Wednesday, July 1st, 2015

Legislative Recap: A Big Two Weeks for Plastics on Capitol Hill

The last two weeks have seen big developments on Capitol Hill, particularly for the $380-billion U.S. plastics industry. Below is a quick recap of the legislative shifts and successes that have been on SPI’s radar for the last two weeks:

-TSCA Reform Approved in the House of Representatives

After 40 years (!), the Toxic Substances Control Act (TSCA) is closer now than it’s ever been to getting a much-needed update. In a 398-1 vote, the House approved H.R. 2576, the TSCA Modernization Act of 2015 on June 23. “The world is a different place than it was when the Toxic Substances Control Act was first enacted in 1976,” said SPI President and CEO William R. Carteaux in a statement issued after the vote. “The plastics industry has seen amazing growth and transformation in size and sophistication over the last four decades, but TSCA has remained largely unchanged. By approving H.R. 2576, the House of Representatives has taken a big step in the right direction, toward a regulatory regime that protects consumers without making the plastics industry comply with regulations that are redundant or based on outdated science.” Read the full statement here.

-Trade Promotion Authority Clears its Final Hurdle

A day after TSCA reform was approved in the House, and after one failed vote in the House and some behind-the-scenes legislative wrangling, Congress approved “fast track” or trade promotion authority (TPA), a critical step toward a strong, robust Trans-Pacific Partnership (TPP), among other trade deals that stand to be lucrative for U.S. plastics companies. “TPA will also make it easier for trade negotiators to reach other important free trade agreements (FTAs) that have the potential to further increase exports of U.S. goods. The U.S. only has 20 FTA partners currently, but they purchase a disproportionately high percentage of U.S. goods,” Carteaux said in a statement. “In 2014 these 20 countries received 47 percent of U.S. exports, worth a total of $765 billion according to the U.S. International Trade Administration. Furthermore the plastics sector enjoys a trade surplus of $20.6 billion with America’s existing FTA partner countries. Clearly, FTAs are good for U.S. manufacturing and for the U.S. plastics industry, and TPA will enable the U.S. to expedite more of them in the future.”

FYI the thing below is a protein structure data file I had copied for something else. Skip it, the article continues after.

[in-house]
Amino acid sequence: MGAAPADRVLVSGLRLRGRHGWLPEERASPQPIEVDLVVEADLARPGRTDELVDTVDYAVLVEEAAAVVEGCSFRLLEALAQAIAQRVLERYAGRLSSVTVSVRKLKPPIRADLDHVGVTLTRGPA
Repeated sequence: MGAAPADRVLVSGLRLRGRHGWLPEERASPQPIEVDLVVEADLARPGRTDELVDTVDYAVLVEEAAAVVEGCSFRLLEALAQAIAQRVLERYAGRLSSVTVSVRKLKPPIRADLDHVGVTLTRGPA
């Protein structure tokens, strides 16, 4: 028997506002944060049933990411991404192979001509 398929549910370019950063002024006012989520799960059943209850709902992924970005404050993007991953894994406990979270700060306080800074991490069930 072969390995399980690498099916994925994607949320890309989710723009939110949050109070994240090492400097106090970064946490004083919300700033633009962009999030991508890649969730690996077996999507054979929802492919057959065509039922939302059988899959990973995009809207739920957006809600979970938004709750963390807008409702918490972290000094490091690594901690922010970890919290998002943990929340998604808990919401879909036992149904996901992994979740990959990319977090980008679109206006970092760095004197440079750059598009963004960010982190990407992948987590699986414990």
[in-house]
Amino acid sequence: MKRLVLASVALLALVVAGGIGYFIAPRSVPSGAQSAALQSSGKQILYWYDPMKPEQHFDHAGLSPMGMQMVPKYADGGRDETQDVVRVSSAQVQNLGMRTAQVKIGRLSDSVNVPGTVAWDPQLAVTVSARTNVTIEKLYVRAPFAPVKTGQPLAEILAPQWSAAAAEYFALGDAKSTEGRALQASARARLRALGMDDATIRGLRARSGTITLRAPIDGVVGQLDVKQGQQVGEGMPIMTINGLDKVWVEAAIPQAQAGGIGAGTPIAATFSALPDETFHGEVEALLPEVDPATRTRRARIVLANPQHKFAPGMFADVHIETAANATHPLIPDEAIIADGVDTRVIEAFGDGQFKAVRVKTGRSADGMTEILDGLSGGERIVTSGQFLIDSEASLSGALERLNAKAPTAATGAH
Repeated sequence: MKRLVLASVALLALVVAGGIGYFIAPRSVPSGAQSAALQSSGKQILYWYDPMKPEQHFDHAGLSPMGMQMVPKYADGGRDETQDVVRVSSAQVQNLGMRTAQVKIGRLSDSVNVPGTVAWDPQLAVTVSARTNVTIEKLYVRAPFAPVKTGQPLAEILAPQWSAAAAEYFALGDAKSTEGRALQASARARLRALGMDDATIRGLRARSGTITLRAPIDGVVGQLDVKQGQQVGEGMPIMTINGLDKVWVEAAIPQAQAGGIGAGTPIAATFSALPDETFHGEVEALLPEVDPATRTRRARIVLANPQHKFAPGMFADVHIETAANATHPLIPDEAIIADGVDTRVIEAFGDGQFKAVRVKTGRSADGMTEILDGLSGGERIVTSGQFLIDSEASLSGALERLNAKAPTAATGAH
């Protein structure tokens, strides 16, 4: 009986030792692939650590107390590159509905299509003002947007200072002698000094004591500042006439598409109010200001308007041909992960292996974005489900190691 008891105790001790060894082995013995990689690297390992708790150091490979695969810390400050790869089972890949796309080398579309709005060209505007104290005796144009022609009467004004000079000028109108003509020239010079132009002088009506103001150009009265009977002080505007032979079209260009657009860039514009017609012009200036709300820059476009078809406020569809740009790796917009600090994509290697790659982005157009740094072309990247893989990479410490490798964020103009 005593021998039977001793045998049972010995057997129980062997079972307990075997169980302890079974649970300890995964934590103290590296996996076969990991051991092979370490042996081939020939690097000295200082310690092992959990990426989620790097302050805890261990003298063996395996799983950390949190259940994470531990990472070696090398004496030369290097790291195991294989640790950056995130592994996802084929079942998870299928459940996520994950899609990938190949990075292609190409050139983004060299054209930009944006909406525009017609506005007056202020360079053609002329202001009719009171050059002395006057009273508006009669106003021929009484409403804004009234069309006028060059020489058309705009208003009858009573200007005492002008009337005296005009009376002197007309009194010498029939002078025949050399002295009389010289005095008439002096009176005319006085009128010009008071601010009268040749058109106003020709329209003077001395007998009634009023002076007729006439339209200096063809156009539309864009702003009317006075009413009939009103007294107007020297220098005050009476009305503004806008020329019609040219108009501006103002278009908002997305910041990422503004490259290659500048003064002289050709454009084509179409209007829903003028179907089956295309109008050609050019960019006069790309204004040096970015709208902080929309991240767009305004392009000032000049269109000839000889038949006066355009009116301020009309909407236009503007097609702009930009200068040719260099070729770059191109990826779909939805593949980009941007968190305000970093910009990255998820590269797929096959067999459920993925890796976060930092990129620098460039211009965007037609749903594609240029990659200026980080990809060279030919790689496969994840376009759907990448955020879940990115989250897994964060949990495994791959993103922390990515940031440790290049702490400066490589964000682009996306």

-Senate Approves Transportation Bill, SPI Urges Quick Action from the House

Before TSCA and TPA, the Senate approved, by unanimous consent, S. 808, the Surface Transportation Board (STB) Reauthorization Act of 2015. Specifically the bill aims to strengthen the STB by giving it the tools and flexibility to operate more efficiently as the economic watchdog of the nation’s rail shipping system. SPI and a coalition of other organizations applauded the approval. “Today, most shippers lack access to competitive rail service, and as a result railroad shipping rates have surged over the last decade, rising nearly three times as fast as inflation and trucking rates,” Carteaux said. “Accordingly, this has resulted in an increase in the number, cost and complexity of rate disputes. In its current state, the STB is ill-equipped to handle these developments, but the modest reforms in S. 808 go a long way toward fixing this problem by strengthening the STB and eliminating many of the inefficiencies that have hampered its ability to ensure competitive, sensible rail service to the nation’s plastics manufacturers. A stronger STB would help ensure that plastic materials and products can be shipped efficiently to both domestic and international markets.” Read the full statement here.

Stay tuned to SPI’s home page, Twitter feed and blog for future updates on any and all plastics-relevant legislative developments.

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